The biggest jumps in each category we saw from Towns were his points going up by 4.7 and his rebounds going up by 1.6 per game in his sophomore season. His biggest uptick in assists happened in his rookie season, increasing by 1.6 per game after the break. On average, Towns increased his points by 4.32 per game, his rebounds by 0.82 per game, and his assists by 0.52 per game.
Currently, Towns is averaging 24.4 points, 9.7 rebounds, and 4.0 assists per game. If he tacks on his average uptick from prior seasons, he would average 28.7 points, 10.5 rebounds, and 4.5 assists per game. Those numbers would equal the 5th best scorer, the 11th best rebounder, and the 52nd best assister (is that even a word?) in the league.
Again, we cannot count on those stats jumping up that much, or at all, but I think I’d put my money on some sort of measurable increase from Towns once things ramp back up later this week.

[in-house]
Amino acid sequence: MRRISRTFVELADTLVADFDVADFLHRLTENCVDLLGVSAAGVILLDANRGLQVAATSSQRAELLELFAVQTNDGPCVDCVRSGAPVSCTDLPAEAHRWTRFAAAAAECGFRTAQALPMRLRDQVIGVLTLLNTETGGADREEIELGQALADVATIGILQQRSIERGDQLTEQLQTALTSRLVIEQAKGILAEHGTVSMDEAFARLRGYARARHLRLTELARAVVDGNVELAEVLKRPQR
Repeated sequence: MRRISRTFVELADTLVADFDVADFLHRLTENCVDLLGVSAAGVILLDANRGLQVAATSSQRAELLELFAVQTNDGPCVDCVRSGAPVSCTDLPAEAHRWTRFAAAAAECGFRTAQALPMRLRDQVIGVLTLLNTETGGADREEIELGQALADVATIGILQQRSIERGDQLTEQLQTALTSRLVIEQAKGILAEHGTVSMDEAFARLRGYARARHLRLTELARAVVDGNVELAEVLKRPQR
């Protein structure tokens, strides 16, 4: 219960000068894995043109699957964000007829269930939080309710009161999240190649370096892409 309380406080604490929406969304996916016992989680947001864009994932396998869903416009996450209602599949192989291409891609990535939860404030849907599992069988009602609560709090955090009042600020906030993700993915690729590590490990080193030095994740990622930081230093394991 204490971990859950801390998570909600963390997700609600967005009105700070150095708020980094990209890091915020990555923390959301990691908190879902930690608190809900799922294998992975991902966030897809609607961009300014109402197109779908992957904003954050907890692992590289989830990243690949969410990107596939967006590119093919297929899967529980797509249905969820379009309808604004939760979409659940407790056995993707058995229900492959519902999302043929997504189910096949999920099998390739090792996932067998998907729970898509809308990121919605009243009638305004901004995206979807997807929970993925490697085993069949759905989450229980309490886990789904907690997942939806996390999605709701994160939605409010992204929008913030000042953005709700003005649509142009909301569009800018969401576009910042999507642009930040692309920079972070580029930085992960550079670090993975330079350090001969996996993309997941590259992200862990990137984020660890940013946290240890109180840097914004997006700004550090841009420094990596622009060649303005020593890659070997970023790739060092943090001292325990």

If the prior seasons’ jumps aren’t enough to convince you that Towns might just do it again, think about what is at stake this year. The Timberwolves are battling for playoff positioning and hoping to make a push that leaves them out of the play-in tournament. Towns has extra motivation (including financially) to play better than he ever has before. He’s been as locked in as ever this season, why should we doubt that it would continue?
Buckle up for the ride, Wolves fans. We could be in store for a great one.